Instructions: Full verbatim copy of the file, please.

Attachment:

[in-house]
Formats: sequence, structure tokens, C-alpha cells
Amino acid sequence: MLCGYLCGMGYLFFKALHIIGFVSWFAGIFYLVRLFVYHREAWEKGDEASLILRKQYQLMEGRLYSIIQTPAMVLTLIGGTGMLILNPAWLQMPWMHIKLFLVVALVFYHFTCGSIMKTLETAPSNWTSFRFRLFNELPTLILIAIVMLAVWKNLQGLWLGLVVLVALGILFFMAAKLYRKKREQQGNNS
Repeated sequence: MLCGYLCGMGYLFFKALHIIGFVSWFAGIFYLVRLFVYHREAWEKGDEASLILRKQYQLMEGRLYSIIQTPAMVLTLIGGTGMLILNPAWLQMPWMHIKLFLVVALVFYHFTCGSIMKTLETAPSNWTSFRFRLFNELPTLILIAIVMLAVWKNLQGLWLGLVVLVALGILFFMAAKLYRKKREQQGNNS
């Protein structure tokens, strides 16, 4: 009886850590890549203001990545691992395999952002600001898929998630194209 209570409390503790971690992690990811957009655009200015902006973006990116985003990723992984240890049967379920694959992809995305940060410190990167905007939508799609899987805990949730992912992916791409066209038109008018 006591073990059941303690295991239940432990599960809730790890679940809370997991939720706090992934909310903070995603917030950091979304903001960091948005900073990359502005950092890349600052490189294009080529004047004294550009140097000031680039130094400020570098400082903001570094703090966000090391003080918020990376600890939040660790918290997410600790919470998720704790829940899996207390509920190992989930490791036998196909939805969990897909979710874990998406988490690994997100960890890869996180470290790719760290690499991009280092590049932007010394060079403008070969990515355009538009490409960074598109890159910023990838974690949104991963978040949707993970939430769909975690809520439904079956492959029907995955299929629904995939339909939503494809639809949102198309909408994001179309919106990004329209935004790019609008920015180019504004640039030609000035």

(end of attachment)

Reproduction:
[in-house]
Formats: sequence, structure tokens, C-alpha cells
Amino acid sequence: MLCGYLCGMGYLFFKALHIIGFVSWFAGIFYLVRLFVYHREAWEKGDEASLILRKQYQLMEGRLYSIIQTPAMVLTLIGGTGMLILNPAWLQMPWMHIKLFLVVALVFYHFTCGSIMKTLETAPSNWTSFRFRLFNELPTLILIAIVMLAVWKNLQGLWLGLVVLVALGILFFMAAKLYRKKREQQGNNS
Repeated sequence: MLCGYLCGMGYLFFKALHIIGFVSWFAGIFYLVRLFVYHREAWEKGDEASLILRKQYQLMEGRLYSIIQTPAMVLTLIGGTGMLILNPAWLQMPWMHIKLFLVVALVFYHFTCGSIMKTLETAPSNWTSFRFRLFNELPTLILIAIVMLAVWKNLQGLWLGLVVLVALGILFFMAAKLYRKKREQQGNNS
């Protein structure tokens, strides 16, 4: 009886850590890549203001990545691992395999952002600001898929998630194209 209570409390503790971690992690990811957009655009200015902006973006990116985003990723992984240890049967379920694959992809995305940060410190990167905007939508799609899987805990949730992912992916791409066209038109008018 006591073990059941303690295991239940432990599960809730790890679940809370997991939720706090992934909310903070995603917030950091979304903001960091948005900073990359502005950092890349600052490189294009080529004047004294550009140097000031680039130094400020570098400082903001570094703090966000090391003080918020990376600890939040660790918290997410600790919470998720704790829940899996207390509920190992989930490791036998196909939805969990897909979710874990998406988490690994997100960890890869996180470290790719760290690499991009280092590049932007010394060079403008070969990515355009538009490409960074598109890159910023990838974690949104991963978040949707993970939430769909975690809520439904079956492959029907995955299929629904995939339909939503494809639809949102198309909408994001179309919106990004329209935004790019609008920015180019504004640039030609000035």